In December, the Charlotte Observer reprinted an article by Robyn Blumner from the Chicago Tribune. (I mention this latter detail because more and more of the book news in that paper--all the news, in fact-- comes from somewhere else. I have a nightmare that eventually, all the news in America will be in one small paper.) This piece, entitled "The Best New Year's Resolution," not only suggested forming a book club, but offered some suggestions for success. Some of her tips included having a set date each month, rather than trying to fit everyone's schedule. It won't happen. Our group had actually decided to make that move on our own back in December. She also suggested making each member responsible for choosing one book, instead of trying for a consensus. That gives everyone some say, a stake in the process, and it keeps someone from manipulating the choices.

I would love to know any special tips from other book clubbers and reading groups about how you organize and how you plan for discussions. It should be a no-brainer to talk about the book, but the death knell for many groups is that actual book discussion is superficial at best. (Wine could be a contributing factor.) I'd also like to hear what books have produced the most lively discussions. Is there anything quirky your group does that others might not have thought about? I'll report back after my informal research.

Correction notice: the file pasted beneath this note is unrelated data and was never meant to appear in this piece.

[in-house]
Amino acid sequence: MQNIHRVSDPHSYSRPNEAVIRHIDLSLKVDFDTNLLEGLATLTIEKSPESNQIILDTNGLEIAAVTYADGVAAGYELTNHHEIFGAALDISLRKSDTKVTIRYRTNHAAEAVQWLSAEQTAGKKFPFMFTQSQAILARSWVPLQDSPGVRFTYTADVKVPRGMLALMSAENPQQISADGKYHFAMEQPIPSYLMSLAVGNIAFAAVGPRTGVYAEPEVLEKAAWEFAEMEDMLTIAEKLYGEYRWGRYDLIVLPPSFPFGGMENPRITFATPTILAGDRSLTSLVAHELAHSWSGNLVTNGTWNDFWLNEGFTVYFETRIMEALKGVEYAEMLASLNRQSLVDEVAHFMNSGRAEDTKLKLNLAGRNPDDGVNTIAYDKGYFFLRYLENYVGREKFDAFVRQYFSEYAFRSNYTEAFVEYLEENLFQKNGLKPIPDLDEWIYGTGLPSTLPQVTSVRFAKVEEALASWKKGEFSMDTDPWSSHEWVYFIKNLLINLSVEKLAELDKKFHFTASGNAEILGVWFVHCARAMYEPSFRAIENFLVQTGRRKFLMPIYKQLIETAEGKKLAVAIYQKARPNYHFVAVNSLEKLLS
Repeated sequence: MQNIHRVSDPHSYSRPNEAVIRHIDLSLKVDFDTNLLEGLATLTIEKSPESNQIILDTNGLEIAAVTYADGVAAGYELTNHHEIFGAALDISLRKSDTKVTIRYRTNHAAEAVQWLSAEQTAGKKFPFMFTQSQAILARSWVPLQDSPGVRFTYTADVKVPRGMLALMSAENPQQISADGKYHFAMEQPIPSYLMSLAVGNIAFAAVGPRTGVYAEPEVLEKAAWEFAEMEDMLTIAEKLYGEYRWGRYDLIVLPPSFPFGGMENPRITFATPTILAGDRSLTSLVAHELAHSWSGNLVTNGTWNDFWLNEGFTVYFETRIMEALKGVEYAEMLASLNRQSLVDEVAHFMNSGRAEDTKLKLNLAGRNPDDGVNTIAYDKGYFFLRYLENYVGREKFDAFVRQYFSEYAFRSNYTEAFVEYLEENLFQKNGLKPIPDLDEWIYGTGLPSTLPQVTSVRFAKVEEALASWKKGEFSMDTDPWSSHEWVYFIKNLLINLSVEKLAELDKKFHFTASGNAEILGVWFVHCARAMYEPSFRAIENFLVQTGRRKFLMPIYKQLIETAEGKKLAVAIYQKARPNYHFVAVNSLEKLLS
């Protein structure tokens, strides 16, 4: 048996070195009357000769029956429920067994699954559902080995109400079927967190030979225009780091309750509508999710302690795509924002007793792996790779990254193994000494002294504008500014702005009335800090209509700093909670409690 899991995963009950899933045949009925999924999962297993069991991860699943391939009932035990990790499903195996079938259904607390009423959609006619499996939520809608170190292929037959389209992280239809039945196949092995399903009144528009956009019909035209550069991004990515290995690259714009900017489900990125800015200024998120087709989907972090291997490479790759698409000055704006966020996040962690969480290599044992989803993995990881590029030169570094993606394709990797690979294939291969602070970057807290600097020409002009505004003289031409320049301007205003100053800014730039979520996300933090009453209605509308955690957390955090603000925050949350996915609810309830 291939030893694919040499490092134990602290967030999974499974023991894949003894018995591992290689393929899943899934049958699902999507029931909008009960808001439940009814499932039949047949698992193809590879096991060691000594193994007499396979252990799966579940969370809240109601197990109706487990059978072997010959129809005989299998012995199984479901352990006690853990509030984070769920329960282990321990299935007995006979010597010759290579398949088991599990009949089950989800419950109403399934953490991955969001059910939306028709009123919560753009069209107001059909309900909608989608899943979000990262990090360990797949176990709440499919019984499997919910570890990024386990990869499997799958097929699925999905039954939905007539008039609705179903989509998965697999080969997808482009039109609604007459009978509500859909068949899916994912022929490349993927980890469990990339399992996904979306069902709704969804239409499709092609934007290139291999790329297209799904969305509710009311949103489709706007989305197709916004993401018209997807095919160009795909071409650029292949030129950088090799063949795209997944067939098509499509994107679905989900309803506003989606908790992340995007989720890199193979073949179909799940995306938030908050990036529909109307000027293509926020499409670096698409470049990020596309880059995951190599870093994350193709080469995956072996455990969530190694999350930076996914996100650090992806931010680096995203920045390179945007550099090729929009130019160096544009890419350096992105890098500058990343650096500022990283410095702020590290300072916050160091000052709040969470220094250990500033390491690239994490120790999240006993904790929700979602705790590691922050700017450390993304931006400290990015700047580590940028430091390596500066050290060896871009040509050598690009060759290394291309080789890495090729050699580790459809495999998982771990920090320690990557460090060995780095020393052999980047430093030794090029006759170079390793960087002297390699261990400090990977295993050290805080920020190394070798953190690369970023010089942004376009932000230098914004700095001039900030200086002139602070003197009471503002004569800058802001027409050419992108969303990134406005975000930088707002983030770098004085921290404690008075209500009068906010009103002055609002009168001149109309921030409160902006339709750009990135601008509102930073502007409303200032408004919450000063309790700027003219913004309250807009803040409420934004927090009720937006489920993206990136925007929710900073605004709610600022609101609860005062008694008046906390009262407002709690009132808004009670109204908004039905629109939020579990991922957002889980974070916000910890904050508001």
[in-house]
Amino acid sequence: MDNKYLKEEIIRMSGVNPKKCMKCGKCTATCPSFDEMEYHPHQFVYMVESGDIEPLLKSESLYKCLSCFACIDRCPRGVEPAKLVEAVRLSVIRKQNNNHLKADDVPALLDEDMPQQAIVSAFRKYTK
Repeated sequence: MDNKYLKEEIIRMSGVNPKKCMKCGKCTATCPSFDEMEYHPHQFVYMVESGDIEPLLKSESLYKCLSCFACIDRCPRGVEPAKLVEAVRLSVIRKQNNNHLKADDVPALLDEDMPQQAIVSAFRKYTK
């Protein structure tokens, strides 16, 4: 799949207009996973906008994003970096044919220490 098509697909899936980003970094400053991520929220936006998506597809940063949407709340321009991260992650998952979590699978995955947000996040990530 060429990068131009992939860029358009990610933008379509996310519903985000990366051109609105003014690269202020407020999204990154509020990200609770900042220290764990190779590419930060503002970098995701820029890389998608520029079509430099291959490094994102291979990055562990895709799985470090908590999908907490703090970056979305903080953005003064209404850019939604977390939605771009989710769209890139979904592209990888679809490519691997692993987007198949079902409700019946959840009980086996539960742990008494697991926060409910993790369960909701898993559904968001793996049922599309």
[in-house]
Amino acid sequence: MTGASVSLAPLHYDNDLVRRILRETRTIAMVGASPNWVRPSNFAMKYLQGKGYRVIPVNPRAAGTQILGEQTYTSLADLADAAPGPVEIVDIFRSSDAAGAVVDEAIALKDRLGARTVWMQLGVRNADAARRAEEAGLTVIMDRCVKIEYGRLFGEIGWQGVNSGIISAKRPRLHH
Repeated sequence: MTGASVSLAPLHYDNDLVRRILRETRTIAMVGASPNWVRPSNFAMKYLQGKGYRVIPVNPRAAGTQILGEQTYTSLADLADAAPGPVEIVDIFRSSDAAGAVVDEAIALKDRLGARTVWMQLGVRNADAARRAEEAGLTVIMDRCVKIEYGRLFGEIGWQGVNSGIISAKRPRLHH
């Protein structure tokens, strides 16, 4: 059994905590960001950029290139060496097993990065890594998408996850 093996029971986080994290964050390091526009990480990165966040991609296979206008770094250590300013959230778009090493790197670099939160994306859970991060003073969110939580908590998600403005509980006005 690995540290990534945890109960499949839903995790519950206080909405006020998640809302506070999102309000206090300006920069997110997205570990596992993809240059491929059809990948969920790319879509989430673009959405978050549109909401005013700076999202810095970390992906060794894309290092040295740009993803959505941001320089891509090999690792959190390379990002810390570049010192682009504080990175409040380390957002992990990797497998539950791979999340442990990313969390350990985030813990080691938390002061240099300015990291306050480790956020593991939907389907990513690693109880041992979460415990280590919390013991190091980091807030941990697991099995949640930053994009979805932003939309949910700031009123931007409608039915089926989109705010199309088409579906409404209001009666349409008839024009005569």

Saturday, January 9, 2010

Needing a Snow Day

The snow before Christmas was lovely but didn't come at the most convenient time for me. I needed that day or so to knock out some Christmas shopping (once I was finally out of school for the semester) before heading to Chapel Hill for Ben's graduation. I don't think I ever caught up on the days lost.

What I really like is a good snow that socks us in, forcing me to stay in the house for awhile with nothing to do but read. Some of my best winter memories are times we were all in the house--with electricity, bread, milk, and toilet paper--and lots of time on our hands. At this point, the new semester hasn't overwhelmed me--yet--but I have so many things I want to read that I hardly know where to turn.